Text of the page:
A new study – one that fits in beautifully with other similar dog-bites-man stories – reveals that those sleeping in hospitals typically get less sleep than they would get otherwise at home.
But instead of seizing on its publication to criticize yet another study for wasting our time and belaboring the uber-obvious, here we're presented with an opportunity to help address the problem. And that can be done by family members using the findings to engage hospital personnel, in order to get their assistance in making sleep more of a priority for loved-ones under their care.
First, the study. It found that on average patients staying overnight slept 1 hour and 23 minutes less in a hospital bed, rather than their own, and were awakened in the morning an average of 44 minutes earlier. In addition, patients awoke an average of three times per night in the hospital, versus twice nightly at home. The research involved roughly 2,000 adults – half being more than 68 years old – who spent at least one night in one of 39 hospitals in the Netherlands. The age range of the patients was from 18 years to over 81, with 51.4 percent being male.
Now, anyone with a heartbeat can guess why patients lose sleep in a place teeming with interruptions and activity: machine-generated noises; administered tests; noises from roommate patients; inserted tubes creating an inability to change sleeping positions; lavatory trips; and, of course, pain. We certainly don't need a study to tell us that.
However, by cataloging the number of distractions and the total sleep time lost per night due to them, pro-active families can bring this study – which the authors describe as "the first, to our knowledge, to demonstrate compromised sleep quantity and quality in hospitalized patients" – to doctors, nurses other another hospital staff personnel to request that they do more to improve a patient's ability to sleep.
"All staff are so busy and so many things to get done," said Dr. Sharon Inouye from the Aging Brain Center at Hebrew SeniorLife, speaking to Reuters, "that minimizing awakenings for patients at night is not prioritized.” The Boston-based physician, whose editorial ran alongside the study in JAMA Internal Medicine, recommends that bedside family members speak up for patients.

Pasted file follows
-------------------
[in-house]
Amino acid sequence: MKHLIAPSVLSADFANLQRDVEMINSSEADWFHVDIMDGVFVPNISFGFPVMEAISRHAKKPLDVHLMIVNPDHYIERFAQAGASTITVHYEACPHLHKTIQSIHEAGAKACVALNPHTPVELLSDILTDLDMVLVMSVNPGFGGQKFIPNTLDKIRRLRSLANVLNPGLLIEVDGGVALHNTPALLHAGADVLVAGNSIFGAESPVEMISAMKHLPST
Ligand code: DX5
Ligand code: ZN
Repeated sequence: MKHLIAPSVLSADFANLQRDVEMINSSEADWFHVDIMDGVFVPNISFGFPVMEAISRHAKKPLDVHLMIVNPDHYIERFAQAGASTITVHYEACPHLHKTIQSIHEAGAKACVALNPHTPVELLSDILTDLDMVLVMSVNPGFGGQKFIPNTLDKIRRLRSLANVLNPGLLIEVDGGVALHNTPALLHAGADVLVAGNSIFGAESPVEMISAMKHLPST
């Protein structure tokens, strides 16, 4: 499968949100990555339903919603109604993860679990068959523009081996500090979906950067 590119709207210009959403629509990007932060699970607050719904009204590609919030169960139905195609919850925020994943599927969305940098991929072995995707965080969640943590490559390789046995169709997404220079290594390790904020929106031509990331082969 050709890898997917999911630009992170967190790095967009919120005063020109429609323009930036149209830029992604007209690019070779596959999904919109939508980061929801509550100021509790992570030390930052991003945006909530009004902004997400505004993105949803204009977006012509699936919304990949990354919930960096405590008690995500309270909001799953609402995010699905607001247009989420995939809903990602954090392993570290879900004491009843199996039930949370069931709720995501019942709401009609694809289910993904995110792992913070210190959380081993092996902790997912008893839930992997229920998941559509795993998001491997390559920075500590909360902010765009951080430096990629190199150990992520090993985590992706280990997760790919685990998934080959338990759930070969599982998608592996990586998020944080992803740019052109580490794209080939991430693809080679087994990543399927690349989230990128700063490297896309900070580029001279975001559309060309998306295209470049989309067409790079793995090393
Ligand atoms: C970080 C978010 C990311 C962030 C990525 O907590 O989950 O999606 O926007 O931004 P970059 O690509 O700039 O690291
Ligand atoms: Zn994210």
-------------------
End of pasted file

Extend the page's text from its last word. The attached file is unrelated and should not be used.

“Stop waking patients up – give an uninterrupted period for sleep at night,” states Dr. Inouye. “This would have tremendous benefits.”
Adequate sleep has been shown time and time again to support overall health and well being, and it shouldn't be overlooked in a hospital setting.
The primary conclusion in the study, entitled "Quality and Quantity of Sleep and Factors Associated With Sleep Disturbance in Hospitalized Patients," was that it "demonstrated that the duration and quality of sleep in hospitalized patients were significantly affected and revealed many potentially modifiable hospital-related factors negatively associated with sleep. Raising awareness about the importance of adequate sleep in the vulnerable hospital population and introducing interventions to target sleep-disturbing factors may improve healing."
Researchers also learned that patients lost sleep due to another reason: worry. For instance, they worried about situations at home that were taking place beyond their control, whether that be circumstances involving an ailing partner or spouse, or not being able to leave the hospital in time for an important function or event. Moreover, patients generally kept those worries to themselves.
Lastly, the research on lost sleep raises the prospect of improving a patient's ability to snooze in a challenging hospital-room environment by employing a simple solution. Families should bring earplugs and sleep masks when visiting their loved-ones, so they can be offered in case they're needed.